Olsen and Peppers have their own routines with Kenn, too.
The day after each season, Olsen goes into Kenn’s office and meticulously writes his goals for the following year on a sheet of paper. He leaves it for Kenn.
Then it’s Kenn’s job to create the regimen that helps achieve them.
Olsen warms up the same way every day, even counting out the same steps as he does so. They’ve done it this way for years, because Kenn trusts Olsen’s process as much as Olsen trusts Kenn’s.
“There’s a reason why he plays at a high level later in his career,” Kenn said. “He’s a 365-day all-out, he just knows. He knows what he needs to work on and he’s as meticulous as everyone I’ve ever been around.”
And when Peppers returned to the Panthers in 2017, the coaching staff, the strength coaches and the athletic trainers had to create a program that carefully considered his age and his rotation in the defensive line.
Kenn expected Peppers, a future Hall of Famer, to have a lot of personal preferences regarding his workout program to recommend to Kenn.
Not the case.
“Pep was very coachable,” Kenn said. “We asked him when he first got here if he needed anything special, and he said, ‘I’ll do whatever you need me to do.’”
Olsen, Peppers, Kalil, Adams and Davis all require different programs, because their bodies are different.
And that’s true across the locker room. So Kenn has to be a master of detail.
There are many to consider. Adams, for example, spends much of practices and games sprinting to cover receivers. That’s his “weight training,” Kenn said. And the daily contact is different.
So when Kenn gets Adams in the gym, he asks him to max out with weights differently than players who take snaps closer to the line of scrimmage.
But even between offensive and defensive linemen, the closest players to the snap, the details matter when planning a program.
And even along the offensive line, specifications must be made. Kenn sees guards making much more contact on a snap-by-snap basis than tackles.
Each variable means an adjustment to the workout.
Kenn even has parameters for managing the effects of stress on veterans’ bodies.
“With the older players, people on the outside often look at it as just a physical stress,” he said. “But don’t forget the mental stress. Generally, you’ll see guys evolve and their families evolve. Sometimes you look at Tuesdays, and that might be their off day. But now it’s a more strenuous day than any practice for them because now they’re trying to do a full day of ‘Dad’ work in one day. That has to be factored in.”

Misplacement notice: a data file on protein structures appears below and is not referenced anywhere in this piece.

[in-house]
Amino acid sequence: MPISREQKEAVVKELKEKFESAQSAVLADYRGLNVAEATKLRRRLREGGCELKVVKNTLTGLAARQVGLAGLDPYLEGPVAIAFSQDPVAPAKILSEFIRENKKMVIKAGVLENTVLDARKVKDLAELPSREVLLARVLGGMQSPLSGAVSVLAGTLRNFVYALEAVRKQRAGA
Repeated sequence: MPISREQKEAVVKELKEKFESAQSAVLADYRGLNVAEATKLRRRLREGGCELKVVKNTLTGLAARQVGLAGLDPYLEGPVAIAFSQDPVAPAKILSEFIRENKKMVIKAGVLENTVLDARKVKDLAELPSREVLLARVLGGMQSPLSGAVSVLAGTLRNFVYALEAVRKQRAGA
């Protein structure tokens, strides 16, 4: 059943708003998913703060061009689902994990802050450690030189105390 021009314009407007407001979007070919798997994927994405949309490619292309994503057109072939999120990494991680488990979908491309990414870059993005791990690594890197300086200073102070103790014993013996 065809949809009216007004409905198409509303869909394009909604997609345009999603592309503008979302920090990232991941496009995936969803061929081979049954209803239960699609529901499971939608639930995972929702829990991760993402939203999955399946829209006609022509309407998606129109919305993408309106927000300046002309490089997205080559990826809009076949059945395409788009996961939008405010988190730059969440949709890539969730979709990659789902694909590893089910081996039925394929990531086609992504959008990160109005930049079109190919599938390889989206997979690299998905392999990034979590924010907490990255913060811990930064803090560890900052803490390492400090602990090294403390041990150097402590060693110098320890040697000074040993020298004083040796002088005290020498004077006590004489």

Injuries play a part, too.
Peppers, the team’s most senior player, had labrum repair surgery this offseason and did plenty of “Dad” work of his own as he recovered and decided with his family whether to return for what may well be his final year in the NFL.
Last year, Peppers’ talent, his workout regimen and the rotational efficiency of the defensive line helped him max out on all of his contract incentives.
This year when the team extended Peppers, they were a little savvier to the physical ability he still has. The one-year, $5 million extension he signed this spring has its incentives rolled into the salary.
Through training camp and the first three weeks of the preseason, Peppers worked on the side of the practice fields with Kenn.
As his teammates practiced, Peppers ran sprints and pushed sleds according to Kenn’s specialized plan, first rehabilitating his shoulder and then getting his body into game shape. He grew out his beard a little, too, and this year it has flecks of gray in it.
On Monday, Peppers was cleared and practiced fully with his teammates for the first time since January.
In a photo from practice, Peppers lunged toward a hit pad, arms outstretched. His reflective helmet visor glinted in the sun.
Underneath it, Peppers was grinning.